# 17 - Important Assumptions

As with conventional methods for estimating prevalence, pooled testing methods and bayesian methods for estimating prevalence depend on a number of important assumptions. Violation of these assumptions will result in biased estimates. Key assumptions are that:

• the outcome is assumed to follow a binomial distribution - clustering or overdispersion of the positive outcome can cause substantial bias in the resulting estimate;
• the health status of each individual is independent of the status of others, both within and between pools;
• sampling of the population is by simple random sampling;
• individual samples are allocated into groups (pools) by random selection;
• sample size is small relative to the population being sampled;
• assumed values for sensitivity and specificity are appropriate;
• dilution of individual samples by pooling has no effect on sensitivity or specificity estimates (or the estimates used take any dilution effects into account);
• samples are assumed to be mixed homogeneously in the pools and any sub-samples taken for testing are equally representative of all of the individuals contributing to each pool;
• all pools represent the same number of individuals (except for the variable pool-size method);
• assumed prior distributions for prevalence, sensitivity and specificity for Bayesian methods are appropriate; and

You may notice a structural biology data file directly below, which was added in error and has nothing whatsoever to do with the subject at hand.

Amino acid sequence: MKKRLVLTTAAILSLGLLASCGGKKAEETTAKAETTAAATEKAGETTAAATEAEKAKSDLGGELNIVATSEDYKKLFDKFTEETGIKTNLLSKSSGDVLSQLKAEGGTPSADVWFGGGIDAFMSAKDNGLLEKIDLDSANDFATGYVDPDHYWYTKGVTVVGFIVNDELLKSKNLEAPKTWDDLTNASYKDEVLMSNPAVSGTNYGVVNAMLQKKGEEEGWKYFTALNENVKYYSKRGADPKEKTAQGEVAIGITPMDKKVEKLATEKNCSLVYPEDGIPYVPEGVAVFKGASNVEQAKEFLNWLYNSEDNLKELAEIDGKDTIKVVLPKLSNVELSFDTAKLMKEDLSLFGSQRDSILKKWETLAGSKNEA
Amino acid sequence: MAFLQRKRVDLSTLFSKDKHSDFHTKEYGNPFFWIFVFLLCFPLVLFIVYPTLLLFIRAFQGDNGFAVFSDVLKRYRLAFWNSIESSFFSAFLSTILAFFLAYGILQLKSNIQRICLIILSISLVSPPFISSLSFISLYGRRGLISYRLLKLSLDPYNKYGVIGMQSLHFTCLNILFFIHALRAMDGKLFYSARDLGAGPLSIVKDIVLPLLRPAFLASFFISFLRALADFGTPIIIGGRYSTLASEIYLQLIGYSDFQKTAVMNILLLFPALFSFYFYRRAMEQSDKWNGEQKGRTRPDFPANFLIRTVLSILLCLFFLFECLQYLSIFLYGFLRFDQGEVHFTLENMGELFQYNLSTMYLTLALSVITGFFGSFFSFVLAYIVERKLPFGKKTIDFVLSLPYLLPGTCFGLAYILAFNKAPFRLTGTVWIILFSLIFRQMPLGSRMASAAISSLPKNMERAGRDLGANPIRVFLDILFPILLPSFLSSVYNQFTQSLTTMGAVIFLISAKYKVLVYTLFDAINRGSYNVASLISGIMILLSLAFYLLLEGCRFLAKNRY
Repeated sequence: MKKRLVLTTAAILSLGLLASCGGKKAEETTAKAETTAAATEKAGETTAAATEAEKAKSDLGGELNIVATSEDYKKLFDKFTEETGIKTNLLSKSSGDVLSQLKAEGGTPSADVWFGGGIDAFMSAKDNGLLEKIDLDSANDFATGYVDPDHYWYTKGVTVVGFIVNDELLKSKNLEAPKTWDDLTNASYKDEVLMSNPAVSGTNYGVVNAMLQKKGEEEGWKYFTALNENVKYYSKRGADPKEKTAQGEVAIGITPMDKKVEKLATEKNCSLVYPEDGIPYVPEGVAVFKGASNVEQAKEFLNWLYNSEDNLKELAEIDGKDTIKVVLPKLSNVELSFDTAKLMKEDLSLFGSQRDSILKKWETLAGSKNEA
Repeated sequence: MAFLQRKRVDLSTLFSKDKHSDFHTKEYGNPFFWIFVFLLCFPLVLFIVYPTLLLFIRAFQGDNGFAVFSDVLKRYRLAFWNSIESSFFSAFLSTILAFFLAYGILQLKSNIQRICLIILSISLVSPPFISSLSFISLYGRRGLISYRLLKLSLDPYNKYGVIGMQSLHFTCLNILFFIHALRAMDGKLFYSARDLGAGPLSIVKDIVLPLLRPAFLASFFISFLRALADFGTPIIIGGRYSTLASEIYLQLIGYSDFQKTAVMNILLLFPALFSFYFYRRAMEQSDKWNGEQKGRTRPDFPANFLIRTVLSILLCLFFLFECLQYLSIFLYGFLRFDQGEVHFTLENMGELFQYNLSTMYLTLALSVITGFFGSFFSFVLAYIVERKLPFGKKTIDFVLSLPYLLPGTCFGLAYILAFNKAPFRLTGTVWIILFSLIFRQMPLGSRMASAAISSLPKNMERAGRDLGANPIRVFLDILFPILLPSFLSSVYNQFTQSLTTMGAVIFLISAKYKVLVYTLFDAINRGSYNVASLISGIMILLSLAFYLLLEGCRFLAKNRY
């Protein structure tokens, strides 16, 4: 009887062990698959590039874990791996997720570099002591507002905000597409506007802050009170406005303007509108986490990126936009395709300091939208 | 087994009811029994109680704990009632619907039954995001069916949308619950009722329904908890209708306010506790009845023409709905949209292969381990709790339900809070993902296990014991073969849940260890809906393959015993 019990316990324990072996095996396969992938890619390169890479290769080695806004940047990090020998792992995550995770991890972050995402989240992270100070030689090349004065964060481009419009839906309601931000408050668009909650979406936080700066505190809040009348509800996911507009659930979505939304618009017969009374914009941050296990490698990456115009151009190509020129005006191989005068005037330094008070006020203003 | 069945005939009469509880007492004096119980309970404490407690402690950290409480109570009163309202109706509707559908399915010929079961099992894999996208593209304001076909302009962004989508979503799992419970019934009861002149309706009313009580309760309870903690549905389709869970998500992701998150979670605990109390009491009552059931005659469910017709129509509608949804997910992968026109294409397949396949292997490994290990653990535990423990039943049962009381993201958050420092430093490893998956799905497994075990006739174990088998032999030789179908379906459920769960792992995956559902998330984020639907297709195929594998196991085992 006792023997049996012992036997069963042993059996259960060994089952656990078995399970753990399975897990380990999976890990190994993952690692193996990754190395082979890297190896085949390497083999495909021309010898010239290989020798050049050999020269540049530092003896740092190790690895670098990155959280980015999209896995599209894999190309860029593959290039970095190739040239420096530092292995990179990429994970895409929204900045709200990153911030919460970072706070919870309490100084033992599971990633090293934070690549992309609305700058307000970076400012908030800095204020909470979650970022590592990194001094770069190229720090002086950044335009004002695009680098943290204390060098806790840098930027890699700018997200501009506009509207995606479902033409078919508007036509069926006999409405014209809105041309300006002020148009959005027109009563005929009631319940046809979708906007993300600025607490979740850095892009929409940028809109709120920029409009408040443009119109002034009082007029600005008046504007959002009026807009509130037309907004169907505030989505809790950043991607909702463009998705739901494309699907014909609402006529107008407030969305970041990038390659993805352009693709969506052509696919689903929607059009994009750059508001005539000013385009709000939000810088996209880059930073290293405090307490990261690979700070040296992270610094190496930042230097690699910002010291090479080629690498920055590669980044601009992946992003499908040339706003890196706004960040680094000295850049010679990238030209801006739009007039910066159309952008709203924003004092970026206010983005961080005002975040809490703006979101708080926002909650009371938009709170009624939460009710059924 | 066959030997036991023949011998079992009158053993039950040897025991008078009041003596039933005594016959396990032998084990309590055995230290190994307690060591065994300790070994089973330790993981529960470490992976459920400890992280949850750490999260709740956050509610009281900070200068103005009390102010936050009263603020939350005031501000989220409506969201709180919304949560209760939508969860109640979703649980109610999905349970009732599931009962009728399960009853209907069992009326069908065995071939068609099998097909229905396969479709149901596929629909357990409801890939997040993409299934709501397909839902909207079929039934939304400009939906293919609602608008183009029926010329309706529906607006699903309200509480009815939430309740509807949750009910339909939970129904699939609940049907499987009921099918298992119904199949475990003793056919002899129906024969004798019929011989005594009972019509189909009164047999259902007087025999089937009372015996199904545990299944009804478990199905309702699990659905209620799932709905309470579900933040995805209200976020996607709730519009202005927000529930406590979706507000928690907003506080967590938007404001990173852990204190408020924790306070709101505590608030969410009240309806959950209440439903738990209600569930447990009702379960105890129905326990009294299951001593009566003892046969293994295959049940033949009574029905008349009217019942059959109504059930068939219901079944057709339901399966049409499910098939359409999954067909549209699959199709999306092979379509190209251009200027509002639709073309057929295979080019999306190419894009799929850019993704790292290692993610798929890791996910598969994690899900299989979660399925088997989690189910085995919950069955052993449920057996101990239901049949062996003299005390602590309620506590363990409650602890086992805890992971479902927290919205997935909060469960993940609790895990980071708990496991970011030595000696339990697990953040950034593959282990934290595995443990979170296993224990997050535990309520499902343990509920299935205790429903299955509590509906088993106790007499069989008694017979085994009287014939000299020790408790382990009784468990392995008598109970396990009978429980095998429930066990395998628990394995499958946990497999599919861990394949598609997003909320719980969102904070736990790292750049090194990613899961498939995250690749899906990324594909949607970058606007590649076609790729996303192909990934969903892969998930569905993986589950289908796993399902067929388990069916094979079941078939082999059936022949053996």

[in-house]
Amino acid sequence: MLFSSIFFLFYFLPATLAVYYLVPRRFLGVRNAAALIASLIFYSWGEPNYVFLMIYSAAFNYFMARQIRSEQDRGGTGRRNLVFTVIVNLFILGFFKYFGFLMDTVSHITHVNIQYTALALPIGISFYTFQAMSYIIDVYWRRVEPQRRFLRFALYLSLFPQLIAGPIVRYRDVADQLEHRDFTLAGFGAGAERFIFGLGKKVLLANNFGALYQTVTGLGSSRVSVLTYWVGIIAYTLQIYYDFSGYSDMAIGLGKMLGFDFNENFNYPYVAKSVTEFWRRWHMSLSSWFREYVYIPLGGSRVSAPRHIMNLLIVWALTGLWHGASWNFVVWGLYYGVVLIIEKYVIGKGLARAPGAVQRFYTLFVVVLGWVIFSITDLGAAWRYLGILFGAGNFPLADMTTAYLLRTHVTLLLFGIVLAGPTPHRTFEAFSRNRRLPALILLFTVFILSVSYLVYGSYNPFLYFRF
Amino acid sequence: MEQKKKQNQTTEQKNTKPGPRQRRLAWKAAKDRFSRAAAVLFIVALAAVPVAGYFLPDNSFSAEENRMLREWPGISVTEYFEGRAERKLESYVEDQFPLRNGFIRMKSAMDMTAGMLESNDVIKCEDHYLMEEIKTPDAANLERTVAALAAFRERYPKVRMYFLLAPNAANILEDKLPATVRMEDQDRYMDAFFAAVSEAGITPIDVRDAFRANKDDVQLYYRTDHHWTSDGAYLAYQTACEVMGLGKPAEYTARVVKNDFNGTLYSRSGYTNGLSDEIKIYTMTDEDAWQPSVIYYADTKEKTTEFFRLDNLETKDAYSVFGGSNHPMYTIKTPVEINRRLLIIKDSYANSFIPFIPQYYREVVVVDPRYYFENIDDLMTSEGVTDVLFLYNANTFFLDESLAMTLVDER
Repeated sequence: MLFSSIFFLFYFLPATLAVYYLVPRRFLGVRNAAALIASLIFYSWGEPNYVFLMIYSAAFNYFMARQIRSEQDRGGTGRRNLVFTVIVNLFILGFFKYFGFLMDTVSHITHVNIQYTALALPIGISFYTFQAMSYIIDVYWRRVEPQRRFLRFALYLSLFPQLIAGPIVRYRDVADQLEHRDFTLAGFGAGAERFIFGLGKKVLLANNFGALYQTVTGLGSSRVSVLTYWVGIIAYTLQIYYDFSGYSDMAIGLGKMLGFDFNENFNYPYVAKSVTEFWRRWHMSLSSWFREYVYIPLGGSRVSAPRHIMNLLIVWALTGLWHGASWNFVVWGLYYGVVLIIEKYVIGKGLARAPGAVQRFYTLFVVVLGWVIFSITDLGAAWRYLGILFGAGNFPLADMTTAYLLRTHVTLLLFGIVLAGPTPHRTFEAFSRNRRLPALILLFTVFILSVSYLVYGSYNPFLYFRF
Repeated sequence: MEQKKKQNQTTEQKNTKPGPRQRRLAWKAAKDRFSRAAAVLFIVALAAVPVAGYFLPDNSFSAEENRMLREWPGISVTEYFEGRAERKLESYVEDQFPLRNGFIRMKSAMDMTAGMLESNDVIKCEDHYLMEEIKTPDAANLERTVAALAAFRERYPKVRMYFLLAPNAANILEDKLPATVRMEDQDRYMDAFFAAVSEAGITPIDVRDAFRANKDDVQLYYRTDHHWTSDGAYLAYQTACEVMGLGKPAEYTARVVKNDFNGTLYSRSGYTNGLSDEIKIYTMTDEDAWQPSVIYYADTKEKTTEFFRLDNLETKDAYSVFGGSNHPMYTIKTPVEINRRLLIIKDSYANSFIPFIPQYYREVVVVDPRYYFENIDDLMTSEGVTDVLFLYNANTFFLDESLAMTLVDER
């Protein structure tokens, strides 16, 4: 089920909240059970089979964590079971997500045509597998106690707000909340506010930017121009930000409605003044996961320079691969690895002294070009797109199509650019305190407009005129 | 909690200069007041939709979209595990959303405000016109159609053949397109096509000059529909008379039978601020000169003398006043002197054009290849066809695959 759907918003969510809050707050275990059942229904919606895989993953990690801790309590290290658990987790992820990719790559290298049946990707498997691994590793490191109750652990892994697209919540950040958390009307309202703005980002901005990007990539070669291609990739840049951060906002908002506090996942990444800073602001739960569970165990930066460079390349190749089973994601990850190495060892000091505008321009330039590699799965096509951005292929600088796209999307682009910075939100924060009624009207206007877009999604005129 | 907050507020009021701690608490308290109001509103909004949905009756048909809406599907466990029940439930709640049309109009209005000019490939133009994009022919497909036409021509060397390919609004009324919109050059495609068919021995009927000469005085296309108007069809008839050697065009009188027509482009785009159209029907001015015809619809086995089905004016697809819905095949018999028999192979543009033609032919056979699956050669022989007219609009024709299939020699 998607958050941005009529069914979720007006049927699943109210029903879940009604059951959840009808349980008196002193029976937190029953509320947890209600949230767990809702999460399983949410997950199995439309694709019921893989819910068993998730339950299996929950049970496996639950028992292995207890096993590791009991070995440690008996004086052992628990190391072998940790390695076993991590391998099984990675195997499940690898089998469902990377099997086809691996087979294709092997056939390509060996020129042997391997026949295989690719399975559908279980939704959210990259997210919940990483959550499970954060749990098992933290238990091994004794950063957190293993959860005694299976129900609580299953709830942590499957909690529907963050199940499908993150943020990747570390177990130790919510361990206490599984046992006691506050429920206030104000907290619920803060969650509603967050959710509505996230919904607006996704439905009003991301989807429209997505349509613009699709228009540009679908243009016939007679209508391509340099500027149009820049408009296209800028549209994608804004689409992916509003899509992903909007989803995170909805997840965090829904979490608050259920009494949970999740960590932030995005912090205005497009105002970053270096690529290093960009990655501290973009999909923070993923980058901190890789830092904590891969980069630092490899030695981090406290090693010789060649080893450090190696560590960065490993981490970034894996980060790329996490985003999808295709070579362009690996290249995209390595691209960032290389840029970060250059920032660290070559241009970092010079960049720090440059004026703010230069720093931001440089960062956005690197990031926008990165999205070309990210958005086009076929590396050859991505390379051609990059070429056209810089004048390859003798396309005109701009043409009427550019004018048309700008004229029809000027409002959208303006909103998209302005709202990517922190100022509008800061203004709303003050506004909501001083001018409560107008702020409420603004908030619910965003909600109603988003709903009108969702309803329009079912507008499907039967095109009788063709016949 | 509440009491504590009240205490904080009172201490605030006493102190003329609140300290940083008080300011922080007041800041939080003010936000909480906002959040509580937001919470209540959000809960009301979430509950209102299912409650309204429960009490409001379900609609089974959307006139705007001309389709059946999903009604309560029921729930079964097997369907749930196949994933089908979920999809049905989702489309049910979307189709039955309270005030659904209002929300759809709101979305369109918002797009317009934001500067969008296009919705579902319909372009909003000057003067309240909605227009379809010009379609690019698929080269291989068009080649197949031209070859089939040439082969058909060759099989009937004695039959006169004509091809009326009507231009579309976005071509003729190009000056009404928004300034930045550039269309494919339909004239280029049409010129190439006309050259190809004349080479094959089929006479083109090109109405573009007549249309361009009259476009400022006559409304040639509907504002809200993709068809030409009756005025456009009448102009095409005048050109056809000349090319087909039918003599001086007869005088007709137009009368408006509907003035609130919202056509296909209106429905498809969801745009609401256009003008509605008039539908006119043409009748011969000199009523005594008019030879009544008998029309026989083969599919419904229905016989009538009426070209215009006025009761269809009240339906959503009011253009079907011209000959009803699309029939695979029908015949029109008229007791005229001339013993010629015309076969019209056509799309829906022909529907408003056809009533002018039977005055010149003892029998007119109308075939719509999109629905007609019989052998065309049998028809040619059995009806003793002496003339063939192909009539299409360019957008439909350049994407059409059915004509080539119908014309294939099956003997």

• assumed true prevalence for sample size calculations and simulations is appropriate.

Contents
1 Introduction
2 Overview
3 Bayesian vs Frequentist methods
4 Fixed pool size and perfect tests
5 Fixed pool size and known Se & Sp
6 Fixed pool size and uncertain Se & Sp
7 Variable pool size and perfect tests
8 Pooled prevalence using a Gibbs sampler
9 True prevalence using one test
10 Estimated true prevalence using two tests with a Gibbs sampler
11 Estimation of parameters for prior Beta distributions
12 Sample size for fixed pool size and perfect test
13 Sample size for fixed pool size and known test sensitivity and specificity
14 Sample size for fixed pool size and uncertain test sensitivity and specificity
15 Simulate sampling for fixed pool size
16 Simulate sampling for variable pool sizes
17 Important Assumptions
18 Pooled prevalence estimates are biased!

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